Federal bill would address nursing shortage

A bill has been filed that would address the U.S. nursing shortage through a series of grants, financial assistance and incentives. The bill was introduced by Sen. Jeff Bingaman (D-NM) after it failed to pass in 2007.

Among its key functions is that the bill would provide grants to nursing schools to help them increase enrollment in their doctoral programs--a sore spot in the nursing world right now since a lack of PhDs means a lack of faculty to teach new nurses.

The act would also offer financial assistance and incentives to nurses and nurse practitioners who work in rural parts of the country; create a special U.S. Public Health Sciences track at some colleges and universities to train healthcare workers; and help rural hospitals establish community-based training for healthcare workers in areas with too few professionals.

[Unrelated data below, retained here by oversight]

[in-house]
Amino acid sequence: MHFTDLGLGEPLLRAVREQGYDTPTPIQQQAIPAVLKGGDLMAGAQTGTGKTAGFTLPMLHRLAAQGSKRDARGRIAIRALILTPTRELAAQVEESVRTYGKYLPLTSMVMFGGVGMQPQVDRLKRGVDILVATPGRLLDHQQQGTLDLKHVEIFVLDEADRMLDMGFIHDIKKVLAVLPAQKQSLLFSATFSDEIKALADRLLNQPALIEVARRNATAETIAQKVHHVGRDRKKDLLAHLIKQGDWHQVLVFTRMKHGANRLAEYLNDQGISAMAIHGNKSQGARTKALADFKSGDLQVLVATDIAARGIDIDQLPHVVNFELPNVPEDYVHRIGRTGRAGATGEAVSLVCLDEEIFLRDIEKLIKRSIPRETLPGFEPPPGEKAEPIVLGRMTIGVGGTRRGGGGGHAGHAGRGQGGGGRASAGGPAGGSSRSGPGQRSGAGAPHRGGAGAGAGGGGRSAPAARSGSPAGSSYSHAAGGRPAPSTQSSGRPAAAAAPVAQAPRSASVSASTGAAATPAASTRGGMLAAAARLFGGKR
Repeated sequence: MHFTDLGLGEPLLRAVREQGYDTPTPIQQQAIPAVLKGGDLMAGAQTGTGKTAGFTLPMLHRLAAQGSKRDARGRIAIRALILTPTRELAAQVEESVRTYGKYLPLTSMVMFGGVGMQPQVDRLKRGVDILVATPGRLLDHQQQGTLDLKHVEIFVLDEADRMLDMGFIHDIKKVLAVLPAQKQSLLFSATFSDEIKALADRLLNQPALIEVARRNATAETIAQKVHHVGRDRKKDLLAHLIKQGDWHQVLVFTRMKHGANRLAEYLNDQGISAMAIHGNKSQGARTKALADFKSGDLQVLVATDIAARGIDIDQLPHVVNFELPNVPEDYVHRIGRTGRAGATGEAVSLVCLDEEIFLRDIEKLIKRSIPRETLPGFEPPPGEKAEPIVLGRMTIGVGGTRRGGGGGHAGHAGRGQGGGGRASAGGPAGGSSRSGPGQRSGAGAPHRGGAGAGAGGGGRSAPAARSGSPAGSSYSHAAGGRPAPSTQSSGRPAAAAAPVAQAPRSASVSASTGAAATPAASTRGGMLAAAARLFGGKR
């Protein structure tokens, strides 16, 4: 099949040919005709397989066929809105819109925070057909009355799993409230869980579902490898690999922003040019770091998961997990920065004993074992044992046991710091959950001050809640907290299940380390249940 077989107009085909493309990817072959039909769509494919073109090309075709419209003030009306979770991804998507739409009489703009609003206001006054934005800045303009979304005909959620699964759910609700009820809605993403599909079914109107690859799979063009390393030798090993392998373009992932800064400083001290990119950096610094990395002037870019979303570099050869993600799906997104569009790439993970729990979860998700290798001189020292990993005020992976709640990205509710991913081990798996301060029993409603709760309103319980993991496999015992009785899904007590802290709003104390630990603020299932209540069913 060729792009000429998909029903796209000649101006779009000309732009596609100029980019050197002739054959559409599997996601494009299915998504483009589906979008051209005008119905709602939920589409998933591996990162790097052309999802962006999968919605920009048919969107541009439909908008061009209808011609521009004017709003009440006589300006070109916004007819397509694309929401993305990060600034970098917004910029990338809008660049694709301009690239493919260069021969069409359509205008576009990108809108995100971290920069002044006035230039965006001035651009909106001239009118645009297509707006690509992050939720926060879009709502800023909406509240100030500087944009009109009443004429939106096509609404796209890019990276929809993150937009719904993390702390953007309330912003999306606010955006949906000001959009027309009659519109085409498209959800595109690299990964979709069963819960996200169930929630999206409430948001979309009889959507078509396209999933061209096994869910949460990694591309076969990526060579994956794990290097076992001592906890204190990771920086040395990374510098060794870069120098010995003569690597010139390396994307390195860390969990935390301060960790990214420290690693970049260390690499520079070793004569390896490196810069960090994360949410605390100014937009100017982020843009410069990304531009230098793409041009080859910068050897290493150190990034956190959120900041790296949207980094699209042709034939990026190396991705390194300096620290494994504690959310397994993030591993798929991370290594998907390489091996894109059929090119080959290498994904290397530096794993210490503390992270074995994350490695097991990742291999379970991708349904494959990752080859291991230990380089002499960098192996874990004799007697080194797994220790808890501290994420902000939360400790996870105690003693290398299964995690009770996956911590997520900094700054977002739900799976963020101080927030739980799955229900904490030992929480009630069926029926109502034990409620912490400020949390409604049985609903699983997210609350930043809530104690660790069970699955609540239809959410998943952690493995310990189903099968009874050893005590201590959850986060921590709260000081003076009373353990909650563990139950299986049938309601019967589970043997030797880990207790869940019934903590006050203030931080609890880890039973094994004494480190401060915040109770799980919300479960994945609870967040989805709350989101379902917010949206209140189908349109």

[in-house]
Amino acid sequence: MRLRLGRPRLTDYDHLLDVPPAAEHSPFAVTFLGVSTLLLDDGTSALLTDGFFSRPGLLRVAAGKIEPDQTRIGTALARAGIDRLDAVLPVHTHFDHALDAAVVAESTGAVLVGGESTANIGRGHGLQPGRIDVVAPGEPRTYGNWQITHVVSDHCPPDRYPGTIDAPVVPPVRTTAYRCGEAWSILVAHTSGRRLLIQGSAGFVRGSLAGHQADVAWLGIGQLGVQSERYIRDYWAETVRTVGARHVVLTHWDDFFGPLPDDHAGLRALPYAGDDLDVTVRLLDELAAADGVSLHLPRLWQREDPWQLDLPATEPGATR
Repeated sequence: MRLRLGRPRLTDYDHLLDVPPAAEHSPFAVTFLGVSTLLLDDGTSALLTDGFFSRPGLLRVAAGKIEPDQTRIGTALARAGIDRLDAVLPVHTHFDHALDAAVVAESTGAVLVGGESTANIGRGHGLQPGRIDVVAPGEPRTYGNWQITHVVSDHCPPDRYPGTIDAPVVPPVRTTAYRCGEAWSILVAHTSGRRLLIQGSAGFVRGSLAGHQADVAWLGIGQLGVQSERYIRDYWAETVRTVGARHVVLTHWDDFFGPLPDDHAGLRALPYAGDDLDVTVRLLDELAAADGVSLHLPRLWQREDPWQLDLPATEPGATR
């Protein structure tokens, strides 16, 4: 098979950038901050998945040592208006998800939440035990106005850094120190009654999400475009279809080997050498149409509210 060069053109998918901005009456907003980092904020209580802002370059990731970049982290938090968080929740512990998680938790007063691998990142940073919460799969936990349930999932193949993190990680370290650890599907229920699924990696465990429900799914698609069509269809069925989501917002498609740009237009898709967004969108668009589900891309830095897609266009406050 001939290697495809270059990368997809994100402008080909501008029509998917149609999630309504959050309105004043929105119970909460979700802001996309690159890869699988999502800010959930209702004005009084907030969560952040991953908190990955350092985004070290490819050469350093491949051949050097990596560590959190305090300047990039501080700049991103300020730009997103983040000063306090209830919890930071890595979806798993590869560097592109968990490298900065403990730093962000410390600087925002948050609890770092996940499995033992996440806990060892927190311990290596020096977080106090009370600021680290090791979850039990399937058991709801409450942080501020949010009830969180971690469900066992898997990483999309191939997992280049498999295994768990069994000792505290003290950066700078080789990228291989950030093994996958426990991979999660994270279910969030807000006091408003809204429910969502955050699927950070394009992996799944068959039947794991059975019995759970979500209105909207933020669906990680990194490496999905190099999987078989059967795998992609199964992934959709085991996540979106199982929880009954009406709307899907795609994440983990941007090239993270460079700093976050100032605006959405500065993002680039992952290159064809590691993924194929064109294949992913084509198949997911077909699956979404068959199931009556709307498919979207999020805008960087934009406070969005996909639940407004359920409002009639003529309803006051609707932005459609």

Particularly given the industry focus on reform, it's unlikely there will be any organized resistance to this bill this time around, so it's likely to pass, Bingaman's staff predicts.

To learn more about the bill:
- read this HealthcareFinanceNews piece

Related Articles:
Hospitals attempting to curb nursing shortages
Nurse shortage expected to extend over next seven years
Trend: Hospitals lure nurses with better working conditions